Period product dispensers provided by County in its public restrooms
72 Dispensers are installed in all County-owned administrative buildings in public women and gender-neutral bathrooms. The post Period product dispensers provided by County in its public restrooms appeared first on The Cincinnati Herald.
- Hamilton County purchased 110 dispensers at a cost of $25,190 from a local small business.
- 72 Dispensers installed in all County-owned administrative buildings in public women and gender-neutral bathrooms. Additional dispensers available upon request.
- Current Locations of installed dispensers include:
Building, Address, # of Dispensers
- Taft Law Center, 230 E. Ninth Street, Cincinnati, Ohio 45202–4
- 800 Broadway Building / Times-Star, 800 Broadway, Cincinnati, Ohio 45202–19
- Todd B. Portune Center, 138 E. Court Street, Cincinnati, Ohio 45202–8
- Hamilton County Courthouse, 1000 Main Street, Cincinnati, Ohio 45202–6
- Hamilton County Public Health Department at 250 William Howard Taft, 250 William Howard Taft Road, Cincinnati, Ohio 45219–6
- Alms & Deopke / HCJFS, 222 E. Central Parkway, Cincinnati, Ohio 45202–21
- Hamilton County Justice Center, 1000 Sycamore Street, Cincinnati, Ohio 45202–2
- Hamilton County Juvenile Court Youth Center at 2020 Auburn Avenue, 2020 Auburn Avenue, Cincinnati, Ohio 45219–2
- Coroner Crime Lab, 4477 Carver Woods Drive, Blue Ash, Ohio 45242–2
- Communication Center, 2377 Civic Center Drive, Cincinnati, Ohio 45231–1
- Sheriff Patrol Headquarters, 11021 Hamilton Avenue, Cincinnati, Ohio 45231–1
Total = 72
- While progress has been made to combat health inequities through policy advancements, national and local organization collaboration, and grassroots efforts including that of the Hamilton County Commission on Women & Girls, menstruation remains highly stigmatized and period poverty remains a pervasive issue.
- Period Poverty is defined as the limited or inadequate access to menstrual products or menstrual health education as a result of financial constraints or negative socio-cultural stigmas associated with menstruation.
- Hamilton County, Ohio has a population of over 826,000 individuals and with an estimated 26% of a population being of “reproductive age” there are over 200,000 menstruators in the County.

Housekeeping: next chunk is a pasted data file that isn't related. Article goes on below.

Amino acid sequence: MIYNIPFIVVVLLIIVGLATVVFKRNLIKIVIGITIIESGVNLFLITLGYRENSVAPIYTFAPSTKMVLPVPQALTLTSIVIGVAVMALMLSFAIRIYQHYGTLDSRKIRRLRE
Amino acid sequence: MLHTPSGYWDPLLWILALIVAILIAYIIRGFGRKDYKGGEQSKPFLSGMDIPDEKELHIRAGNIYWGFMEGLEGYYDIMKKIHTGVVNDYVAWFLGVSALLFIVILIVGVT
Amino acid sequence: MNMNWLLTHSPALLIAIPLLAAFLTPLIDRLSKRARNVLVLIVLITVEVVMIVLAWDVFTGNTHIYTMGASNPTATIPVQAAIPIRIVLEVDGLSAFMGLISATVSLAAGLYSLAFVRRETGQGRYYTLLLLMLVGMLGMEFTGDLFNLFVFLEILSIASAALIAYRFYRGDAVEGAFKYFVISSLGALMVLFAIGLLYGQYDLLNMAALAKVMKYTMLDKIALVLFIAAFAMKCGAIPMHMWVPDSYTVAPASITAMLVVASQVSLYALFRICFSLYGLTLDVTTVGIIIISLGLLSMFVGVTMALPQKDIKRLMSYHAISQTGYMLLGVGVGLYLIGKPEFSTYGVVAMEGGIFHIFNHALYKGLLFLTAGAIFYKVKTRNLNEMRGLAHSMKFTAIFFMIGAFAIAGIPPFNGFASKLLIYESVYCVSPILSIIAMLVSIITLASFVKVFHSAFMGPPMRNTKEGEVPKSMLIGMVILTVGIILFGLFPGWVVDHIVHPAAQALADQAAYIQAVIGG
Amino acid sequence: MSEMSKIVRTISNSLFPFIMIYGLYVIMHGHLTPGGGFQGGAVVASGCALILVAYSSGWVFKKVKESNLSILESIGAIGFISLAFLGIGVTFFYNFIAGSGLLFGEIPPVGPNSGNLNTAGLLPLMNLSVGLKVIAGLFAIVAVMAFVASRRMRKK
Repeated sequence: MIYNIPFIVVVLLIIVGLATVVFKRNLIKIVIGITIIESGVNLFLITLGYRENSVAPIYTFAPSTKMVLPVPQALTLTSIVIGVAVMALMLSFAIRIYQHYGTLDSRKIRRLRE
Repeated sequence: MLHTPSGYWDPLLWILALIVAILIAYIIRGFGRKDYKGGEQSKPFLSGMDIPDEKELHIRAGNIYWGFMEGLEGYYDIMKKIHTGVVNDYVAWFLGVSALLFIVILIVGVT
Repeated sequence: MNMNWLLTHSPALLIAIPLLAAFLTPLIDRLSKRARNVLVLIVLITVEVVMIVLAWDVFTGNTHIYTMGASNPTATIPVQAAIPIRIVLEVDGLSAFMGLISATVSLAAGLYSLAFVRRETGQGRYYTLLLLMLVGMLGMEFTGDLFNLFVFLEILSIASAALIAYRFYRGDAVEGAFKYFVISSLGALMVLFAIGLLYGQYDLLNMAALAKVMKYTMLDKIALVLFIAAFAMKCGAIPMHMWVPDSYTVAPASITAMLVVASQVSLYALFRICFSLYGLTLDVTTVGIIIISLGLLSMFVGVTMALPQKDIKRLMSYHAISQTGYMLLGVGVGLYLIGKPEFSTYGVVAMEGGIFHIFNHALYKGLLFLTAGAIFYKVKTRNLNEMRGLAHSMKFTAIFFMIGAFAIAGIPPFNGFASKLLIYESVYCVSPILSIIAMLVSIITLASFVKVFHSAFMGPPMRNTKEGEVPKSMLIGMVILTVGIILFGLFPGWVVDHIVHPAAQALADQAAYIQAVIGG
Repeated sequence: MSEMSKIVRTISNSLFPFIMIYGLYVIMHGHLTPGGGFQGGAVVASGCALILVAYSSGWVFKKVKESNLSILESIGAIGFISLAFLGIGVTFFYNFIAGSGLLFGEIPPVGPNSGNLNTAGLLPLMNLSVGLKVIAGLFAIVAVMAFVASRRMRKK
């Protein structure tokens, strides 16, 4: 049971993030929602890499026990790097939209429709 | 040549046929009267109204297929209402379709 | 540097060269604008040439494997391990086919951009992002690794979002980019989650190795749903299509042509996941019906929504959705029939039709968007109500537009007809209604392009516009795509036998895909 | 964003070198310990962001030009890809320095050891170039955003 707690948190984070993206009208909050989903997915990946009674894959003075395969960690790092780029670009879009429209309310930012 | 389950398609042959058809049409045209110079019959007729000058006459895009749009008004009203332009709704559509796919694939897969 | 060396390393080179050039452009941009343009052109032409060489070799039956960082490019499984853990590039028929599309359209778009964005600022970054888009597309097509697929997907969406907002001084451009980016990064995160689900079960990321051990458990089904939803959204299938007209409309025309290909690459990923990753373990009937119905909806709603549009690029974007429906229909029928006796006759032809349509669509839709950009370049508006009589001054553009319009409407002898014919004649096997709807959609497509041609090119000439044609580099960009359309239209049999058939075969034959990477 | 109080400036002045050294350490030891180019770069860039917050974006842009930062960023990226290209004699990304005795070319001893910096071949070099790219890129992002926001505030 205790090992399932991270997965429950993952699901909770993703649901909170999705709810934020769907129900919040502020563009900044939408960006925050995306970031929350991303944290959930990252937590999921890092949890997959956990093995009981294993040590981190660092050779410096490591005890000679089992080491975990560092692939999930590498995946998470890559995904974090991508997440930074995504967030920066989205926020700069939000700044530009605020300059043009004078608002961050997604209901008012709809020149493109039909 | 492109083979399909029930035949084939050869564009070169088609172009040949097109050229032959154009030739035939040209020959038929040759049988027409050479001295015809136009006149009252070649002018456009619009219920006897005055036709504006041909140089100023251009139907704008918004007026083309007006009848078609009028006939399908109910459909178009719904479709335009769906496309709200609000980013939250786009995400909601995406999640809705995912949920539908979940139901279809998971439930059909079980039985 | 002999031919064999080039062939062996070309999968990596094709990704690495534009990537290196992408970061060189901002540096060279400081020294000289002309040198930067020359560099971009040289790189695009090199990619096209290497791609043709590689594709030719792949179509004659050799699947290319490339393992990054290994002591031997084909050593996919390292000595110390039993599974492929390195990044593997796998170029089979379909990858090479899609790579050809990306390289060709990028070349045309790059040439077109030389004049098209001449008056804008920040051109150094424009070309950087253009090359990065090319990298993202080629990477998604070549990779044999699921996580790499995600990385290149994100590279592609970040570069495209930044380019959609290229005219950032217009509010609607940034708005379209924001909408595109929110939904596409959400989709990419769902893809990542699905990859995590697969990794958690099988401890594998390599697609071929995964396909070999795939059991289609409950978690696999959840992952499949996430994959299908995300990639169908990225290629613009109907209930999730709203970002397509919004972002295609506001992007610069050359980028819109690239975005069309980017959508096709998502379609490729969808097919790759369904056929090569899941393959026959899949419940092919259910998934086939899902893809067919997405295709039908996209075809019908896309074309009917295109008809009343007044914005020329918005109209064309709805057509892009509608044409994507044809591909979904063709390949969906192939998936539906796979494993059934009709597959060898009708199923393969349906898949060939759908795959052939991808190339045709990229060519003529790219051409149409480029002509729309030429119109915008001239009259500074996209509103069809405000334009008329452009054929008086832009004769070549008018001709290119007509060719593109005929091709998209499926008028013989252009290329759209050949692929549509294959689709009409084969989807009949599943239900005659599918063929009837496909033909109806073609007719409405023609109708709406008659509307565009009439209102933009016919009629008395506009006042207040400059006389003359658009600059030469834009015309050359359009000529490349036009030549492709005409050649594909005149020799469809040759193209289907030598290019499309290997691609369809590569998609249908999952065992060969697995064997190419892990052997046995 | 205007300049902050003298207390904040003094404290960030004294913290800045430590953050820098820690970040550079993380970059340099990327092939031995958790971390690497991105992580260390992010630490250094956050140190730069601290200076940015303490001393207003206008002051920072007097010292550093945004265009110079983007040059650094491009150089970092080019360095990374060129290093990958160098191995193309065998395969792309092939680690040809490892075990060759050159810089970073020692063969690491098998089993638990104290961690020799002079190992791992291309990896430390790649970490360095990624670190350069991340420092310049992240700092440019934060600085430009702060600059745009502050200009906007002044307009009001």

- According to the American Medical Association, “The average lifetime cost in the U.S.—about 10 years of menstruation or 3,500 days of an average woman’s life—is about $1,800, which is the value of about 17,000 tampons or pads used in total. Without access to menstrual hygiene products, women may use makeshift sanitation products. That practice can lead to dangerous physical health impacts such as vaginal and urinary tract infections, severe reproductive health conditions and toxic shock syndrome.”
- Federal assistance programs do not cover the cost of menstrual items, classifying them as a “luxury.”
- Lower-income students and students of color (particularly Latinx students) are more impacted by lack of access than White and middle-income students.
- 1 in 4 Women Have Struggled to Purchase Period Products in the Past Year Due to Lack of Income.
- Women who experienced period poverty within the last month were the most likely to report moderate/severe depression. Not having access to period supplies can cause anxiety on top of embarrassment, and often leads to women and girls missing work, school, doctor’s appointments, social events, and other daily responsibilities.
- 86% of women have started their periods while in public and without access to the necessary menstrual hygiene supplies. Furthermore, 79% reported creating makeshift substitutes for menstrual supplies out of toilet paper or similar items that are widely available in restrooms.
- 43% of respondents in a recent report noted anxiety and stress while menstruating in public without necessary supplies and approximately 35% experienced feelings of panic.
- Without access to period supplies, menstruators are often forced to use diapers, t-shirts, tissues, and other household items to manage their flow.
- Uncited information is pulled from the 2022 Final Report from the Commission on Women & Girls
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